The Samurai Blue have gone through what could generously be described as an interesting period lately. The team that has often been considered a relatively stable ship has seen two managers leave in the last six months and far more player rotation than observers are accustomed to.
But there are more problems than those on the surface.
Javier Aguirre was forced to step down after match fixing allegations from his time in Spain became too much for Japanese football’s governing body to handle. Alberto Zaccheroni, who led the team from Asian Cup glory to World Cup disappointment, focussed on his favourites and did very little to future-proof the squad or select lesser-known players who truly deserved a call-up.
The JFA knows the problems facing them, and they need learn from their mistakes.
An extremely disappointing Asian Cup saw Japan knocked out in the quarter finals by a plucky UAE side, despite being considered favourites to reach the final and even capture the silverware by most in Australia. The failed penalty shootout showed how little some of the players were willing to play for the shirt rather than themselves.
There appears to be a certain mindset with some Japanese players that results will come regardless of effort. That was evident in the early stages of the tournament, particularly in the dominant result over Palestine. Had the debutants been able to provide more of a test to the Samurai Blue, perhaps we’d have seen the defending champions step up and go further in the tournament.
The questionable Man of the Match prizes awarded by the AFC may also have reinforced certain players’ average performances, rather than inspiring them to improve ahead of what would be a difficult knockout stage.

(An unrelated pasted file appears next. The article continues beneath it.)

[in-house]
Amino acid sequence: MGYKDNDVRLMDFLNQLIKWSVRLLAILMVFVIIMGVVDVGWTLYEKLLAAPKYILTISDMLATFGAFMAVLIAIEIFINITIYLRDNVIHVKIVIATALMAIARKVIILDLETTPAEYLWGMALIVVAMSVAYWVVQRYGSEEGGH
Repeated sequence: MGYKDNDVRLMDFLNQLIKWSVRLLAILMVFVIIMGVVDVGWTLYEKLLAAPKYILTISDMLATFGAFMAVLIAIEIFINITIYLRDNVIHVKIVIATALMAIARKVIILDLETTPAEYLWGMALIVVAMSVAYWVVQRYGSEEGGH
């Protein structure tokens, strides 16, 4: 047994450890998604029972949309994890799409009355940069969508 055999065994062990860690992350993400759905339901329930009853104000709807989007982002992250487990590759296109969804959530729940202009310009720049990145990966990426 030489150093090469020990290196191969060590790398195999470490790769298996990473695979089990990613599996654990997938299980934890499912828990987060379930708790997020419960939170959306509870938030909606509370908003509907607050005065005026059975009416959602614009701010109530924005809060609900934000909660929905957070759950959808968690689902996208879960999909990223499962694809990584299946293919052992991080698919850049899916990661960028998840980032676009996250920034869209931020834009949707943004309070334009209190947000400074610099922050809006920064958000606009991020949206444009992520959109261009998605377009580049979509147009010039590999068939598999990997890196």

As the level of competition in Asia continues to improve with each passing year, expecting to have one foot already on the podium is practically a death wish. The JFA has to consider this when selecting their new national team coach.
Above all, what’s needed in their next hire is a coach who can adjust the focus of the players and reshape the way each member of the team approaches a tournament. Egos and divas should not be expected, and all players must understand the need to shape up or ship out.
After an uneven debut in which he blooded eight new internationals in the span of four games, Aguirre was admittedly stuck between a rock and a hard place. With match-fixing allegations mounting and sponsors getting increasingly nervous, the Mexican was all but expected to field a star-studded Asian Cup squad in an attempt to hold onto his post.
One of the most glaring examples of player decisions made under duress may have been Gaku Shibasaki, a player Aguirre had described as “world class” following a friendly match. The Kashima Antlers midfielder remained on the bench for most of the tournament, but showed his ability in his equaliser which brought the match against UAE into extra time.
Regardless of whether the next coach comes from Japan or overseas, he must be confident and brave enough to withstand both the external pressure of sponsors and fans and the internal pressure of a notoriously risk-averse Japanese football community.
After a “Best Eight” finish in Australia, no player’s spot in the starting lineup should be taken for granted, even if they belong to some of Europe’s biggest clubs.
With less than two months remaining until Japan’s scheduled friendlies against Tunisia and Uzbekistan, and just over four months until the journey to Russia 2018 begins, the JFA must decide between two paths: allowing for new mistakes to be made in the name of long-term success, a strategy that paid dividends for recently-crowned Asian champions Australia and Ange Postecoglou, or simply repeating the old mistakes for another World Cup cycle.